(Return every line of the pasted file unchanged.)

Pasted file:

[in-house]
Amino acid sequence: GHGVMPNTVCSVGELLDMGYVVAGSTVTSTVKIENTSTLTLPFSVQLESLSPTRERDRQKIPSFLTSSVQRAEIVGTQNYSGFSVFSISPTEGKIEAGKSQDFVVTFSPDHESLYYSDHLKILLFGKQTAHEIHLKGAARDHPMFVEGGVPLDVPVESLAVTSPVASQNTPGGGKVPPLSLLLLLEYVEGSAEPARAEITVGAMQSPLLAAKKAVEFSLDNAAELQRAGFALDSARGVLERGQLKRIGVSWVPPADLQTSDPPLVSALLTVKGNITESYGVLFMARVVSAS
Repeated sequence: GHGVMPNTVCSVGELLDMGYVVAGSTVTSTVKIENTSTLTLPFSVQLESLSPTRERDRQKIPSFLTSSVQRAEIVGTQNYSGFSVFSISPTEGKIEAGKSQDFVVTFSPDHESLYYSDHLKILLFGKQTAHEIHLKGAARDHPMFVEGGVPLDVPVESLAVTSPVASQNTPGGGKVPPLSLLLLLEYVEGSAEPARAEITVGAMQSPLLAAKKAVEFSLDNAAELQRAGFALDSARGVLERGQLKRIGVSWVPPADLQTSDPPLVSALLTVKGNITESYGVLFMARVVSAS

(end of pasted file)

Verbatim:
[in-house]
Amino acid sequence: GHGVMPNTVCSVGELLDMGYVVAGSTVTSTVKIENTSTLTLPFSVQLESLSPTRERDRQKIPSFLTSSVQRAEIVGTQNYSGFSVFSISPTEGKIEAGKSQDFVVTFSPDHESLYYSDHLKILLFGKQTAHEIHLKGAARDHPMFVEGGVPLDVPVESLAVTSPVASQNTPGGGKVPPLSLLLLLEYVEGSAEPARAEITVGAMQSPLLAAKKAVEFSLDNAAELQRAGFALDSARGVLERGQLKRIGVSWVPPADLQTSDPPLVSALLTVKGNITESYGVLFMARVVSAS
Repeated sequence: GHGVMPNTVCSVGELLDMGYVVAGSTVTSTVKIENTSTLTLPFSVQLESLSPTRERDRQKIPSFLTSSVQRAEIVGTQNYSGFSVFSISPTEGKIEAGKSQDFVVTFSPDHESLYYSDHLKILLFGKQTAHEIHLKGAARDHPMFVEGGVPLDVPVESLAVTSPVASQNTPGGGKVPPLSLLLLLEYVEGSAEPARAEITVGAMQSPLLAAKKAVEFSLDNAAELQRAGFALDSARGVLERGQLKRIGVSWVPPADLQTSDPPLVSALLTVKGNITESYGVLFMARVVSAS